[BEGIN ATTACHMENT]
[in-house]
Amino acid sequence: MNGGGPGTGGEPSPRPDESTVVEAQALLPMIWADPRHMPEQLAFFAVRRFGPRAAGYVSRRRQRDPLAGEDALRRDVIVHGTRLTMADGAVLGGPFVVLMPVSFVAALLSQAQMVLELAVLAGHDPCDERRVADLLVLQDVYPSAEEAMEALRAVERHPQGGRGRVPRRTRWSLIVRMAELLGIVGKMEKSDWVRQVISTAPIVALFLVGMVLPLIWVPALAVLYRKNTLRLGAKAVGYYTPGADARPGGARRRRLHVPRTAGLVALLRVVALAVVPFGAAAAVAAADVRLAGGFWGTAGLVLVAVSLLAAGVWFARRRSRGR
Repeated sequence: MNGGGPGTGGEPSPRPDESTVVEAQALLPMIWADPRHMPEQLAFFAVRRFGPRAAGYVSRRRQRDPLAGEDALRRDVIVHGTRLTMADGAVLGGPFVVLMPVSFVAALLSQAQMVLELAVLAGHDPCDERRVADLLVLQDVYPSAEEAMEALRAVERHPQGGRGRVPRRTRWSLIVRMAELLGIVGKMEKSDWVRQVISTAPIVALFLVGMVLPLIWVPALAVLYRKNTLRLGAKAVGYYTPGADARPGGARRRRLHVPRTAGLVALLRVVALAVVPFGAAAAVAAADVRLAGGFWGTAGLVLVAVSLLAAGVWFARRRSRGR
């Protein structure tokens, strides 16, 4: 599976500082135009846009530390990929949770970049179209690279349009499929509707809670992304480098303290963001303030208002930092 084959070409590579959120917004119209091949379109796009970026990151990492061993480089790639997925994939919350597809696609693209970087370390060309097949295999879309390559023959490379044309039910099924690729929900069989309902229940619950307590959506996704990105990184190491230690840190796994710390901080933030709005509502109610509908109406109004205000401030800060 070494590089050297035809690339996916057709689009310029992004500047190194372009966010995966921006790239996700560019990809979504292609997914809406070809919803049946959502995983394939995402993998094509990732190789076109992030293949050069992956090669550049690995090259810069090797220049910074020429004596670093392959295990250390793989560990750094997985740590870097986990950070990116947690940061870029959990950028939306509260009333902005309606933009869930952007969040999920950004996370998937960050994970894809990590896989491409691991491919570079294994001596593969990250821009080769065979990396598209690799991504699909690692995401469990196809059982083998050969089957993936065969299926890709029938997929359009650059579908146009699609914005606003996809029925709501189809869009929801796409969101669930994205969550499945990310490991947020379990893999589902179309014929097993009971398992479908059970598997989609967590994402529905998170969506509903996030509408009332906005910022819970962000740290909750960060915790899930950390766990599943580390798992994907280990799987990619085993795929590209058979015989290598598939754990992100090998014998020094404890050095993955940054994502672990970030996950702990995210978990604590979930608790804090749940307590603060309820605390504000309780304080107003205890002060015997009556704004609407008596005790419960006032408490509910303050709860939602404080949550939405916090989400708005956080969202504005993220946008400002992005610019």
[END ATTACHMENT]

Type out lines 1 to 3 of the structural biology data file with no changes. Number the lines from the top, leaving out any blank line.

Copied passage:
[in-house]
Amino acid sequence: MNGGGPGTGGEPSPRPDESTVVEAQALLPMIWADPRHMPEQLAFFAVRRFGPRAAGYVSRRRQRDPLAGEDALRRDVIVHGTRLTMADGAVLGGPFVVLMPVSFVAALLSQAQMVLELAVLAGHDPCDERRVADLLVLQDVYPSAEEAMEALRAVERHPQGGRGRVPRRTRWSLIVRMAELLGIVGKMEKSDWVRQVISTAPIVALFLVGMVLPLIWVPALAVLYRKNTLRLGAKAVGYYTPGADARPGGARRRRLHVPRTAGLVALLRVVALAVVPFGAAAAVAAADVRLAGGFWGTAGLVLVAVSLLAAGVWFARRRSRGR
Repeated sequence: MNGGGPGTGGEPSPRPDESTVVEAQALLPMIWADPRHMPEQLAFFAVRRFGPRAAGYVSRRRQRDPLAGEDALRRDVIVHGTRLTMADGAVLGGPFVVLMPVSFVAALLSQAQMVLELAVLAGHDPCDERRVADLLVLQDVYPSAEEAMEALRAVERHPQGGRGRVPRRTRWSLIVRMAELLGIVGKMEKSDWVRQVISTAPIVALFLVGMVLPLIWVPALAVLYRKNTLRLGAKAVGYYTPGADARPGGARRRRLHVPRTAGLVALLRVVALAVVPFGAAAAVAAADVRLAGGFWGTAGLVLVAVSLLAAGVWFARRRSRGR